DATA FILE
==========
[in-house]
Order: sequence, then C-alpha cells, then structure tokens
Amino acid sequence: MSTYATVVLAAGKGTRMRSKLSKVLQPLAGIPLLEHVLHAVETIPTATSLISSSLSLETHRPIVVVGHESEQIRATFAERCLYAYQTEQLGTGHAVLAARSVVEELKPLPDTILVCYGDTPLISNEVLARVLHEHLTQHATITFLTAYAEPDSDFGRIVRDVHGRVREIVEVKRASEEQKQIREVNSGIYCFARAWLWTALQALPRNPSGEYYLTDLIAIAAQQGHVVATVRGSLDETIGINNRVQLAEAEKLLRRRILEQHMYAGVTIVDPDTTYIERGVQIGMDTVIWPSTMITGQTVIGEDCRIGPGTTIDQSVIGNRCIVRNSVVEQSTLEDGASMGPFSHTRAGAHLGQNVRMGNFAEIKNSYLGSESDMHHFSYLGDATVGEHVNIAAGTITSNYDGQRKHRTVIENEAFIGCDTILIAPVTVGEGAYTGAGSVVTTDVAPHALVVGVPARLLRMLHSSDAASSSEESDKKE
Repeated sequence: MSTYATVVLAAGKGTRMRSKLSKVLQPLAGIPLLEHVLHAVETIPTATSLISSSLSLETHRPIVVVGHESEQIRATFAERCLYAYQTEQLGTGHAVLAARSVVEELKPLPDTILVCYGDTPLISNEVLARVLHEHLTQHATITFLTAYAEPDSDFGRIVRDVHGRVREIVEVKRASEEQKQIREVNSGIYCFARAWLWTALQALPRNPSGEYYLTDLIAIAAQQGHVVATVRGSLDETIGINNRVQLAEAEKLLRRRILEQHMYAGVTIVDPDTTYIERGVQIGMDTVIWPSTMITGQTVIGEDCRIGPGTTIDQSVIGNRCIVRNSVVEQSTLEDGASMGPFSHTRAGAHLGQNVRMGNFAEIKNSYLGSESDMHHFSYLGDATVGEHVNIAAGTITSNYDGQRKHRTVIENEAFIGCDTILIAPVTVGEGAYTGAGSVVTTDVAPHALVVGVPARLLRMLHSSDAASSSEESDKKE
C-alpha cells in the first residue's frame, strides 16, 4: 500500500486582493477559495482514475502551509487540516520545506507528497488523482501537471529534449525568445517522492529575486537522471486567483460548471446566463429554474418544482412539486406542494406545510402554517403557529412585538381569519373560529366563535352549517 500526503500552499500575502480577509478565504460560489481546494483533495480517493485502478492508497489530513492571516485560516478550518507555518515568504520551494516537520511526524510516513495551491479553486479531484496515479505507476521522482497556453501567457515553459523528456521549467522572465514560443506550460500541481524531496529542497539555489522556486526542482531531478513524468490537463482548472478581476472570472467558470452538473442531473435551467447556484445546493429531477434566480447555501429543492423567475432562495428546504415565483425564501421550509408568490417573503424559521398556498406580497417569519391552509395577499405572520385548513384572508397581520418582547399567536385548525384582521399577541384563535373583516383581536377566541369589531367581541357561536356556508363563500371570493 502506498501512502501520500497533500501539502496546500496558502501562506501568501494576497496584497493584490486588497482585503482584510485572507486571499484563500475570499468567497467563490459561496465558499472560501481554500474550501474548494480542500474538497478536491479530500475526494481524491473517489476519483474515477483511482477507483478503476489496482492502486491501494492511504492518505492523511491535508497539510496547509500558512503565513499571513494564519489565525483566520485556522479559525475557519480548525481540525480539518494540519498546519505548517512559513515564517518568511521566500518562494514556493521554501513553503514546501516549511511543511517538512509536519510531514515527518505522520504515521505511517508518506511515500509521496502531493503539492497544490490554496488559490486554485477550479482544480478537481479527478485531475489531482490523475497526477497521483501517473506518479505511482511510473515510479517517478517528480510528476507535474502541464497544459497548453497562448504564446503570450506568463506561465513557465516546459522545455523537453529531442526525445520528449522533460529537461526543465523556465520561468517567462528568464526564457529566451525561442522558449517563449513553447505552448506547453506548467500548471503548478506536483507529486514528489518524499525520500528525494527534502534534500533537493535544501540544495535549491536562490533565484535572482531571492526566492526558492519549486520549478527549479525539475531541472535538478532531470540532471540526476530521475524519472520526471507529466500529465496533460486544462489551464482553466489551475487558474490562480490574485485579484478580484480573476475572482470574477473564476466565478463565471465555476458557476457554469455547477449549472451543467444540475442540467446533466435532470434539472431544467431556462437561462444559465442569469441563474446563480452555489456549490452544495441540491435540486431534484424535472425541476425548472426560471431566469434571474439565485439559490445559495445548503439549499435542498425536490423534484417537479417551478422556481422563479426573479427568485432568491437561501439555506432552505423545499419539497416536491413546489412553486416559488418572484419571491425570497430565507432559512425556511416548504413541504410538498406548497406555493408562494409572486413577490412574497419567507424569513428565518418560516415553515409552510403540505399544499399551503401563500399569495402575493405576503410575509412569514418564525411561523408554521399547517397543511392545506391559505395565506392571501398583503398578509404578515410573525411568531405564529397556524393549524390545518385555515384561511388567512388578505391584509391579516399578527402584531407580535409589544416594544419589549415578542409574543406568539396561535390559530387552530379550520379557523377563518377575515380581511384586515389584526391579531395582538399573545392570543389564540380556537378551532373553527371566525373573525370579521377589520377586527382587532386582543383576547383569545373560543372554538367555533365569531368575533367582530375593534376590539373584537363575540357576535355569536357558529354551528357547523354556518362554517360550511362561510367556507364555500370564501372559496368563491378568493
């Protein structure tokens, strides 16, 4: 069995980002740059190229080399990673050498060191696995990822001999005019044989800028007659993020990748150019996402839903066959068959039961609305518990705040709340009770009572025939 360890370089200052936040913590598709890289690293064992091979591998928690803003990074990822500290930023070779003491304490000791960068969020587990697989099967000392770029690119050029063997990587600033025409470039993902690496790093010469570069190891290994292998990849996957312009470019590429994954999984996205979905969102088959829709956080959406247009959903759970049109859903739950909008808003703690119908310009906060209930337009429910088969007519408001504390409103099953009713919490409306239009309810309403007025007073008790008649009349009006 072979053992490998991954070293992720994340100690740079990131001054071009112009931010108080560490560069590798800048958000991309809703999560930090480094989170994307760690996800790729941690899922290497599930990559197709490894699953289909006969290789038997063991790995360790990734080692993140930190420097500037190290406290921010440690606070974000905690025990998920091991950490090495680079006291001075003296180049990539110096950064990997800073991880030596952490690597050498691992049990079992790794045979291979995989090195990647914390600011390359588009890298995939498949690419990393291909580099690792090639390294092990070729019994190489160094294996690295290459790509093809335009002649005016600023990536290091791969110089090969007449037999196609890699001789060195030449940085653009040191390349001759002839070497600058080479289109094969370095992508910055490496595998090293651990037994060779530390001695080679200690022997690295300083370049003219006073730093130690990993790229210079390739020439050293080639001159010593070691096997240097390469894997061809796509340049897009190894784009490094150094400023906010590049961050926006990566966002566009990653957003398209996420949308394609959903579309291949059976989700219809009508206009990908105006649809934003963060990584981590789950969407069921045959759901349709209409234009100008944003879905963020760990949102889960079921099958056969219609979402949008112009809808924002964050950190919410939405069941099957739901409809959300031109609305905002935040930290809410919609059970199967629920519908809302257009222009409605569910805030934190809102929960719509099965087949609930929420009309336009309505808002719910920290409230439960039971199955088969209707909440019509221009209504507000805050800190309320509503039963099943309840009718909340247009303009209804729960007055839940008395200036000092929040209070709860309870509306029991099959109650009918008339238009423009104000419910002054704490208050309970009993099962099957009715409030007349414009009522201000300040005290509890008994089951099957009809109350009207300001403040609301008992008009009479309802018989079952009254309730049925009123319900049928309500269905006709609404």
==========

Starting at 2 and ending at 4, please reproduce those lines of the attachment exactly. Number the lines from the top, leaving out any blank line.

Order: sequence, then C-alpha cells, then structure tokens
Amino acid sequence: MSTYATVVLAAGKGTRMRSKLSKVLQPLAGIPLLEHVLHAVETIPTATSLISSSLSLETHRPIVVVGHESEQIRATFAERCLYAYQTEQLGTGHAVLAARSVVEELKPLPDTILVCYGDTPLISNEVLARVLHEHLTQHATITFLTAYAEPDSDFGRIVRDVHGRVREIVEVKRASEEQKQIREVNSGIYCFARAWLWTALQALPRNPSGEYYLTDLIAIAAQQGHVVATVRGSLDETIGINNRVQLAEAEKLLRRRILEQHMYAGVTIVDPDTTYIERGVQIGMDTVIWPSTMITGQTVIGEDCRIGPGTTIDQSVIGNRCIVRNSVVEQSTLEDGASMGPFSHTRAGAHLGQNVRMGNFAEIKNSYLGSESDMHHFSYLGDATVGEHVNIAAGTITSNYDGQRKHRTVIENEAFIGCDTILIAPVTVGEGAYTGAGSVVTTDVAPHALVVGVPARLLRMLHSSDAASSSEESDKKE
Repeated sequence: MSTYATVVLAAGKGTRMRSKLSKVLQPLAGIPLLEHVLHAVETIPTATSLISSSLSLETHRPIVVVGHESEQIRATFAERCLYAYQTEQLGTGHAVLAARSVVEELKPLPDTILVCYGDTPLISNEVLARVLHEHLTQHATITFLTAYAEPDSDFGRIVRDVHGRVREIVEVKRASEEQKQIREVNSGIYCFARAWLWTALQALPRNPSGEYYLTDLIAIAAQQGHVVATVRGSLDETIGINNRVQLAEAEKLLRRRILEQHMYAGVTIVDPDTTYIERGVQIGMDTVIWPSTMITGQTVIGEDCRIGPGTTIDQSVIGNRCIVRNSVVEQSTLEDGASMGPFSHTRAGAHLGQNVRMGNFAEIKNSYLGSESDMHHFSYLGDATVGEHVNIAAGTITSNYDGQRKHRTVIENEAFIGCDTILIAPVTVGEGAYTGAGSVVTTDVAPHALVVGVPARLLRMLHSSDAASSSEESDKKE